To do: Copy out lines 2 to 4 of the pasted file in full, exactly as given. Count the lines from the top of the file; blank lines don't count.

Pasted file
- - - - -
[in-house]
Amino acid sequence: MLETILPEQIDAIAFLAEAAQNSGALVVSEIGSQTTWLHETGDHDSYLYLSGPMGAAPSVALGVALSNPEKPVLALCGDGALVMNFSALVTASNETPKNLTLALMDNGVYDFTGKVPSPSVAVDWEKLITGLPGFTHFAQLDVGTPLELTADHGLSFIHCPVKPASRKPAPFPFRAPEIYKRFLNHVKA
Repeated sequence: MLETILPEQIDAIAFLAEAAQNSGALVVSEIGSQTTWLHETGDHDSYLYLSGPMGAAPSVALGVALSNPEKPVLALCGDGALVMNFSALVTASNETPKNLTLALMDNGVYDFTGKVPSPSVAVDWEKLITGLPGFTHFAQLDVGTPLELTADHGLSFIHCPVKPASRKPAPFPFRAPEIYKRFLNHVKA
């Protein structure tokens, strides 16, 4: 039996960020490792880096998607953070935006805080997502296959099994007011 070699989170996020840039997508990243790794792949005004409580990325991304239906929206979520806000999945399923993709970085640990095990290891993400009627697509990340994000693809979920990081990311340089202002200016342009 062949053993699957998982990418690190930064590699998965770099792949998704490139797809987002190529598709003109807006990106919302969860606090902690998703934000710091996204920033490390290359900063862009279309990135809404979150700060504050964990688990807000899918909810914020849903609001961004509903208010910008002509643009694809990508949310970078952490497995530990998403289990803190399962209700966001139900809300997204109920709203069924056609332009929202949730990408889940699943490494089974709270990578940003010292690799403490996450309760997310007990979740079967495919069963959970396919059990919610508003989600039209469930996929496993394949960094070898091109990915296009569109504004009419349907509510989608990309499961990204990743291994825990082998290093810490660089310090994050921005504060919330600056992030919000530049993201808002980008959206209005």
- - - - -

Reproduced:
Amino acid sequence: MLETILPEQIDAIAFLAEAAQNSGALVVSEIGSQTTWLHETGDHDSYLYLSGPMGAAPSVALGVALSNPEKPVLALCGDGALVMNFSALVTASNETPKNLTLALMDNGVYDFTGKVPSPSVAVDWEKLITGLPGFTHFAQLDVGTPLELTADHGLSFIHCPVKPASRKPAPFPFRAPEIYKRFLNHVKA
Repeated sequence: MLETILPEQIDAIAFLAEAAQNSGALVVSEIGSQTTWLHETGDHDSYLYLSGPMGAAPSVALGVALSNPEKPVLALCGDGALVMNFSALVTASNETPKNLTLALMDNGVYDFTGKVPSPSVAVDWEKLITGLPGFTHFAQLDVGTPLELTADHGLSFIHCPVKPASRKPAPFPFRAPEIYKRFLNHVKA
């Protein structure tokens, strides 16, 4: 039996960020490792880096998607953070935006805080997502296959099994007011 070699989170996020840039997508990243790794792949005004409580990325991304239906929206979520806000999945399923993709970085640990095990290891993400009627697509990340994000693809979920990081990311340089202002200016342009 062949053993699957998982990418690190930064590699998965770099792949998704490139797809987002190529598709003109807006990106919302969860606090902690998703934000710091996204920033490390290359900063862009279309990135809404979150700060504050964990688990807000899918909810914020849903609001961004509903208010910008002509643009694809990508949310970078952490497995530990998403289990803190399962209700966001139900809300997204109920709203069924056609332009929202949730990408889940699943490494089974709270990578940003010292690799403490996450309760997310007990979740079967495919069963959970396919059990919610508003989600039209469930996929496993394949960094070898091109990915296009569109504004009419349907509510989608990309499961990204990743291994825990082998290093810490660089310090994050921005504060919330600056992030919000530049993201808002980008959206209005």